Metacritic score: 85
Looks aren't everything, but in Machinarium, they count for a lot. An old-school point-and-click adventure at heart, Machinarium features some of the most stunning, hand-drawn visuals around. The incredible aesthetics make some of the more annoying aspects -- namely the fairly steep level of difficulty -- much more tolerable. It's beautiful, understated, and one of the best point-and-click adventures to come around in years.
World of Warcraft has dominated the MMORPG field for over five years, but the problem is, it looks like a five-year old game. Enter Aion. This fantasy role-playing experience doesn't reinvent the wheel, but it refines the gameplay mechanics of the genre, making them much more streamlined, with plenty of Player vs Player action and a good deal of variety. And it sure does look pretty. Just be prepared to do a lot of grinding, because – as a Korean-developed MMO – Aion requires quite a bit of it to progress.
Metacritic score: 86
We all laughed when Activision announced a DJ-based rhythm game. After all, this was a company that had continually released new Guitar Hero games until the market became oversaturated, and now they were trying to sell us another plastic peripheral? But then something unexpected happened: DJ Hero was good. Great, in fact. A terrific track listing combined with some satisfying, turntable-based gameplay created a truly fresh rhythm game, something that's becoming increasingly rare. Now we wait for the inevitable flood of sequels (assuming someone eventually buys a copy, that is).
Grand Theft Auto: Chinatown Wars
True, Chinatown Wars didn’t exactly fly under a lot of people’s radars, but because few of you bought it, we’re throwing it in for your (re-)consideration. GTA may be one of the biggest gaming brands on the planet, but a large part of its appeal is in the massive cities you're given to explore. How exactly does that translate to the relatively underpowered Nintendo DS? As it turns out, very well. Despite its goofy name, Chinatown Wars was able to do everything that its console counterparts could do, only on a smaller scale. Throw in some cool touch-screen minigames (which sadly aren’t as fun on the PSP version), and you have one of the best games to be released on the platform – not that that convinced anyone to buy it.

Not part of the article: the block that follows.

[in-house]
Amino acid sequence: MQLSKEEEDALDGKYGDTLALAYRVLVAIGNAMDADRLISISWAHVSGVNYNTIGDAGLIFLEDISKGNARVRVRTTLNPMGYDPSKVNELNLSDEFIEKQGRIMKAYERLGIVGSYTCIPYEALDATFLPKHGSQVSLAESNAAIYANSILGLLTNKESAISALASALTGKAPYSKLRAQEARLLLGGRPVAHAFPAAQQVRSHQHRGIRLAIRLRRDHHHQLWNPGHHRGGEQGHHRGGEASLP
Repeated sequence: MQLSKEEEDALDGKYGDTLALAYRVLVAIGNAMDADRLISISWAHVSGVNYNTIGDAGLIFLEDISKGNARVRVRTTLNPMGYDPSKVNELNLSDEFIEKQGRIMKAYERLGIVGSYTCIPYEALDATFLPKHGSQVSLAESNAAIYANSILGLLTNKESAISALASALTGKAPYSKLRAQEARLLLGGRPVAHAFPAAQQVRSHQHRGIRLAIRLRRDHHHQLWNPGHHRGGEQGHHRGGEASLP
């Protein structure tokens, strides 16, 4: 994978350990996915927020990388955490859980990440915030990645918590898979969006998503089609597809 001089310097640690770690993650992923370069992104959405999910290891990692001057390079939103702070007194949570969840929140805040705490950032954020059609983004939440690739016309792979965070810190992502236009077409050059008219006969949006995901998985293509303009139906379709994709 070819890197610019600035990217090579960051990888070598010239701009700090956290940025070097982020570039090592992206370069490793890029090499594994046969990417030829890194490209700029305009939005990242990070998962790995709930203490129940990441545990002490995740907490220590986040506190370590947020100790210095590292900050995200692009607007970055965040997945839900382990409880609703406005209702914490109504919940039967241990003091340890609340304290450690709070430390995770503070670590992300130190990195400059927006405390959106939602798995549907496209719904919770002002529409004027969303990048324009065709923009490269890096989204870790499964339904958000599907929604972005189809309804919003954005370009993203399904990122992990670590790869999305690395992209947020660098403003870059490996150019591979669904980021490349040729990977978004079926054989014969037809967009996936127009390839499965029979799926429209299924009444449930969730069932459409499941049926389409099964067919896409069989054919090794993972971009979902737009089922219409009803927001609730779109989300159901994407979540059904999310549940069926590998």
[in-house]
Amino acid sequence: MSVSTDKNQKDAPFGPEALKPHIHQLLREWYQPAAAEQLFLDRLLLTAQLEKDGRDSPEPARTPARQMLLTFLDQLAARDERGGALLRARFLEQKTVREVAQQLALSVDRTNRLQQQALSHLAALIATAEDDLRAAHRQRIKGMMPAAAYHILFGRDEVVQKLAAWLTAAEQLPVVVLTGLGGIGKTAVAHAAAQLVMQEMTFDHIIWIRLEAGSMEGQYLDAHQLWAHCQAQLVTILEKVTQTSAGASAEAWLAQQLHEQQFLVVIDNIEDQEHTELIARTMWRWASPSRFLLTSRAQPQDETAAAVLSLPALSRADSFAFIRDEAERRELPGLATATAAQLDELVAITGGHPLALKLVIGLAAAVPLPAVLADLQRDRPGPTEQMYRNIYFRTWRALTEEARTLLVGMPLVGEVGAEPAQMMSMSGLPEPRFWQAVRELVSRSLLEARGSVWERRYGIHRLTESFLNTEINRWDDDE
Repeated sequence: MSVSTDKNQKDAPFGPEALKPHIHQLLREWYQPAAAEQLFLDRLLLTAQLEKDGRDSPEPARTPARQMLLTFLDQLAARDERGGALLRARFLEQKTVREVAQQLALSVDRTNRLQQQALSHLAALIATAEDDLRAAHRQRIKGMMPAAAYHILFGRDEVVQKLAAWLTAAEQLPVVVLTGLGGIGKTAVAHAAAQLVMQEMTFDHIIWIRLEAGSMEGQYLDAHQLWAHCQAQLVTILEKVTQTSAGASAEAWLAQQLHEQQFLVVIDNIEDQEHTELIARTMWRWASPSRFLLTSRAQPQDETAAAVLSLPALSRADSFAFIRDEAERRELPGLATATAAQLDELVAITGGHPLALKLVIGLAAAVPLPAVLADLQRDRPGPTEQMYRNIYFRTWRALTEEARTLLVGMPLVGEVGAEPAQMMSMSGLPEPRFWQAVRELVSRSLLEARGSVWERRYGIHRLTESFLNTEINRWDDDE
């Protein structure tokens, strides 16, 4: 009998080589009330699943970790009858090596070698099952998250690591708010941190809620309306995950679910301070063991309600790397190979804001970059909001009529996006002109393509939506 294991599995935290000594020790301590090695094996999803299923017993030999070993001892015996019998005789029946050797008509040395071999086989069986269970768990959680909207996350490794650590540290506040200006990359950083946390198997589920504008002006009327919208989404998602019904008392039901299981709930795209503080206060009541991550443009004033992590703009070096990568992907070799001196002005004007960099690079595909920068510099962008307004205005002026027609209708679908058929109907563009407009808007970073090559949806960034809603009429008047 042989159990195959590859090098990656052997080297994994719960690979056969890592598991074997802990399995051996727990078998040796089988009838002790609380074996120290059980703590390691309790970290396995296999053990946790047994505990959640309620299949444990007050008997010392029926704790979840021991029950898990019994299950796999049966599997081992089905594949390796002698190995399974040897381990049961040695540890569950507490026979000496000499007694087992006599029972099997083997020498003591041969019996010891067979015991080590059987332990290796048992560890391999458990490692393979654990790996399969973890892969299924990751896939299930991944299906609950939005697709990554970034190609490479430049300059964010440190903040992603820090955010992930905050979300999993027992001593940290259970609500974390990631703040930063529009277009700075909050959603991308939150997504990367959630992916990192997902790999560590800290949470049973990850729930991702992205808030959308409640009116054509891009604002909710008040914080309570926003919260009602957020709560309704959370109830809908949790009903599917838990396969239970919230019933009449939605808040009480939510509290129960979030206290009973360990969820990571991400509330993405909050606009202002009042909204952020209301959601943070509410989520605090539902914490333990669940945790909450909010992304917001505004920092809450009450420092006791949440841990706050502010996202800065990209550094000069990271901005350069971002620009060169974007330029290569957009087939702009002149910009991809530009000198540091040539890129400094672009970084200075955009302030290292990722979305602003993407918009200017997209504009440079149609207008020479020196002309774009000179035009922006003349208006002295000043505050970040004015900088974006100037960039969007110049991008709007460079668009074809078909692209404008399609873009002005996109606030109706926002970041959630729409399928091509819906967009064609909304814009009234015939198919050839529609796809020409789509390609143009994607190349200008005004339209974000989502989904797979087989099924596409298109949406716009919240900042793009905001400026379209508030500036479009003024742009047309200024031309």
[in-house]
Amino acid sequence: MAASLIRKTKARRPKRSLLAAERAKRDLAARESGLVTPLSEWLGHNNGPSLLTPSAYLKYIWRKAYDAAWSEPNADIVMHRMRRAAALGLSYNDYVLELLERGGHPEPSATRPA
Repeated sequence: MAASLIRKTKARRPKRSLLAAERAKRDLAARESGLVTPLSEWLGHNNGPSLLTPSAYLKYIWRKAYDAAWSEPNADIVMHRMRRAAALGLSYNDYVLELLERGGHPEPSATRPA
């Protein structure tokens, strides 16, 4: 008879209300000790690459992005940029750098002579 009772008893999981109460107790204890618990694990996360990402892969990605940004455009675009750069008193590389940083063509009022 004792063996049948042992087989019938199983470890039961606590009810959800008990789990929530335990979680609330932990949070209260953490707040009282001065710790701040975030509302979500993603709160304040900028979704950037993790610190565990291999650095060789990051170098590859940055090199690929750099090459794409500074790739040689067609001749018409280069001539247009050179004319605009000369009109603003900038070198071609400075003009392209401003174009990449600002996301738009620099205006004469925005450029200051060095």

Yet another indie game we never saw coming, Trine is an action-platformer that makes up for a lack of variety with some great combat and puzzles. Featuring three playable characters that you can switch between at any time, the game enables you to choose how best to progress. Use the wizard's magic to create platforms to jump on, use the knight to bash through enemies or simply use the thief's grappling hook to swing across chasms. It's completely up to you.
Rock Band Unplugged
The appeal of Rock Band comes mainly from two things: the ability to play with friends and to feel like you're really rocking out, even though you're actually holding an expensive piece of plastic. Take those aspects away, and what are you left with? Rock Band Unplugged. Somehow Harmonix was able to strip away some of the most important aspects of the Rock Band games and still create something that was not only playable, but fun. It may not be perfect, but it's the best rhythm experience you can find outside of a console.
While a lengthy adventure is all well and good, sometimes you just want something short and sweet. Like The Maw, for instance. This downloadable gem is a fairly standard action-adventure game, but with a twist: you're partnered with an indestructible, continually growing eating machine that absorbs the traits of everything it consumes, a la Kirby. The game is absolutely packed with personality, with a colorful, vibrant world to explore and plenty of goofy characters to meet. It was also the debut game for developer Twisted Pixel, who quickly followed it up with the excellent 'Splosion Man and the upcoming Comic Jumper: The Adventures of Captain Smiley, which are similarly fun, fresh, and succinct.
Excitebots: Trick Racing
Above: It’s almost impossible to read that in a non-sarcastic voice
Though the early Wii racer Excite Truck was somewhat bland, its follow-up was nothing of the sort. In fact, Excitebots is downright crazy. Anthropomorphic, transforming cars? Check. A bizarre Poker Race mode? Check. Minigames that range from bowling to dart-throwing? Check. This game has it all. But beneath its eccentric exterior, Excitebots is an absolute blast to play, and that’s what really matters.
Nov 27, 2009
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